Breeders' Cup Flashback: The 1989 Classic Showdown of Sunday Silence & Easy Goer

A look back at the 1989 Breeders' Cup Classic between Sunday Silence and Easy Goer.

With a little over a couple of weeks until the 2012 Breeders' Cup at Santa Anita, it's time to start pulling out some of the replays of great Breeders' Cup races from the past. I'll kick off this year with my favorite race of all-time: the 1989 Classic between Sunday Silence and Easy Goer.

One of the things that makes this such a great race is the call by Tom Durkin and the intensity of the crowd in the stands. In fact, I love the audio from this race so much more than almost all of the recent Triple Crown and Breeders' Cup races. In recent television broadcasts, the microphones tend to pick up more individual screaming and yelling, as opposed to a collective "roar" that is present in this video. I'm not sure if it's the result of poor mic placement or TV production guys trying to get too cute with their audio set-up, but the sound from big televised races today (in my opinion) just doesn't measure up.

Below is a re-post of what I wrote about this race a couple of years ago on the site.

Several months ago at the height of the Rachel Alexandra/Zenyatta debate, a turf writer penned a column in which she expressed her dismay at the intensity and (sometimes) nastiness that accompanied any discussion of the two super fillies. She questioned why fans and players couldn't see the greatness within each horse (a point I agree with) but also thought that the combative nature of the two sides was unprecedented in racing history. She asked the question, "we're Sunday Silence and Easy Goer fans as nasty to one another as Rachel's and Zenyatta's are?" Apparently, the writer wasn't covering the sport during the year 1989.

If you think the debate between Rachel and Zenyatta fans is/was intense, click on any video on YouTube containing either Sunday Silence or Easy Goer and (if you dare) peruse the comment sections. Or better yet, get two fans together in the same room - one a passionate fan of Easy Goer and the other an unreformed follower of Sunday Silence - and simply say "Pat Day" or "Belmont Stakes". Twenty-one years later, the four-race match-up between the Pride of the West Coast and the Beast of the East invokes strong emotions from die hard fans on both sides.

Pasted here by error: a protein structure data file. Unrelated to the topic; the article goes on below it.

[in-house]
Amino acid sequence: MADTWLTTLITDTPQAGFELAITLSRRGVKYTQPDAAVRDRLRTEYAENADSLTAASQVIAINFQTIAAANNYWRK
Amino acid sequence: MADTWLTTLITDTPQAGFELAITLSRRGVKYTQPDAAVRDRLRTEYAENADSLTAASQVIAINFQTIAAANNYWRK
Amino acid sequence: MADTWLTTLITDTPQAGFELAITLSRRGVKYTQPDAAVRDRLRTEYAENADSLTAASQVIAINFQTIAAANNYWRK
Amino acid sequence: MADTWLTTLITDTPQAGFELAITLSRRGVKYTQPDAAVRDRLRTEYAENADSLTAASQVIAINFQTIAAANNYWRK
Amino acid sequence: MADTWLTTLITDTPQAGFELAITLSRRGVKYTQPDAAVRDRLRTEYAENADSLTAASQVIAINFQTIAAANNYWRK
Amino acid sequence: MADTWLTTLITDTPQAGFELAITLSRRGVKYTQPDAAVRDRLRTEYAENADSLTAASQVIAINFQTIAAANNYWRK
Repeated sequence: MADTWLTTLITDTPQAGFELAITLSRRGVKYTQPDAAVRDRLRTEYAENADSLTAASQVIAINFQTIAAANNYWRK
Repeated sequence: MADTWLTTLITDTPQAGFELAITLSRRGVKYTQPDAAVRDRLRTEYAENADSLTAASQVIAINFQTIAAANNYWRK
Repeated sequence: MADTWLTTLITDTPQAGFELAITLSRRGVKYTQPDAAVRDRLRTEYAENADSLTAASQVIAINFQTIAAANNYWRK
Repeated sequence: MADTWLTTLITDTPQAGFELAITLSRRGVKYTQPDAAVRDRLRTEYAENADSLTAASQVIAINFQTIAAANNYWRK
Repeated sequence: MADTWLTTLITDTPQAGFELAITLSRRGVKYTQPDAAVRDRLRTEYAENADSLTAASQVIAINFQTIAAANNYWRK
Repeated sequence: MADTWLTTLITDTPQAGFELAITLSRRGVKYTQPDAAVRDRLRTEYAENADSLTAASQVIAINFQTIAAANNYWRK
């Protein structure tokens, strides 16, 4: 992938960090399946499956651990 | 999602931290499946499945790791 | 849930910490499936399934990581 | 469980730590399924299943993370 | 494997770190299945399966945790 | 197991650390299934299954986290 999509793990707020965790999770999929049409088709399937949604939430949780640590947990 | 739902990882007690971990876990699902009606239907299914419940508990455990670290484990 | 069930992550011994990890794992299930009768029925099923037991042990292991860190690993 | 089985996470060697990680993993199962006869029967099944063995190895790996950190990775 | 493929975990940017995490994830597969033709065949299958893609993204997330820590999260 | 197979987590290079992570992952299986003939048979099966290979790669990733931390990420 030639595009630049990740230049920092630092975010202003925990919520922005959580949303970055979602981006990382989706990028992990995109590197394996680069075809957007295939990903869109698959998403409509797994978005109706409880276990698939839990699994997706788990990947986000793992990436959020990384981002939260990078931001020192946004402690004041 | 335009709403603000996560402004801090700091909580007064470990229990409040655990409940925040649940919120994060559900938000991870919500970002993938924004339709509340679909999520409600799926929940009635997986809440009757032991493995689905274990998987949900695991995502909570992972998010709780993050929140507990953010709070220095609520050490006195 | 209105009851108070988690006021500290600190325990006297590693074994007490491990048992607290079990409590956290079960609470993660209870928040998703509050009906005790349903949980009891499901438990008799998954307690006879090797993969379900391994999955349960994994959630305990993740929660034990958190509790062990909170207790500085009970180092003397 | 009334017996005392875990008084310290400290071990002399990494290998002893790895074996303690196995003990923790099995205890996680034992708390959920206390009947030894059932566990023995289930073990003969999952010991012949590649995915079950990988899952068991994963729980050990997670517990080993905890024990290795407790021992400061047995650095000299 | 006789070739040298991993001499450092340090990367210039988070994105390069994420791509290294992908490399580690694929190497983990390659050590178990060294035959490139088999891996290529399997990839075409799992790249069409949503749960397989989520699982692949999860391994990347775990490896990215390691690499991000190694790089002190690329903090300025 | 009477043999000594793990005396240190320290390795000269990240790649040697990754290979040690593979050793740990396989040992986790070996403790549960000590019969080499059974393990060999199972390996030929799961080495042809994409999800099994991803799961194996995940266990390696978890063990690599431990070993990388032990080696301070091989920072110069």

On the day that Pat Day retired as a jockey, a local sports radio station here in Seattle had Andrew Beyer on as a guest to discuss Day's legacy within the sport. You didn't have to be a rocket scientist to figure out that Beyer was an Easy Goer man as he lamented the rides of the man he called Pat "Wait All" Day. And that's the way much of the debate has gone from 1989 until today - Easy Goer fans curse Day's rides and the fact that he moved either to late or too early, while Sunday Silence fans celebrate his 3-for-4 record against the giant from New York. It's a debate that will go on as long as there are people alive that saw these two great thoroughbreds compete on the track. And make no mistake, each was great, both on the track and for the sport.

As intense as the Easy Goer - Sunday Silence debate was (and still is) both on and off the track, it was undoubtedly good for racing. The 1989 Breeders' Cup saw a 28% increase in handle from the previous year with off-track handle jumping 34%. I couldn't find data on TV ratings from the time but I would imagine that they were also new highs for the Breeders' Cup. Personally, the rivalry was the pivotal event that brought me into the sport, and while I probably didn't become the die hard fan I am today for another decade, the four races between these two three-year-olds in 1989 hooked me for life.

Sunday Silence and Easy Goer was arguably the greatest thoroughbred rivalry since Affirmed and Alydar staged their epic duels during the 1977 Triple Crown. Sunday Silence prevailed in the Derby and the Preakness, with Easy Goer denying his rival the precious Triple Crown with a monster performance in the Belmont Stakes. The two would go their separate ways over the summer, not meeting again until that fateful day in November at Gulfstream Park when they would stage the "Race of the Decade".

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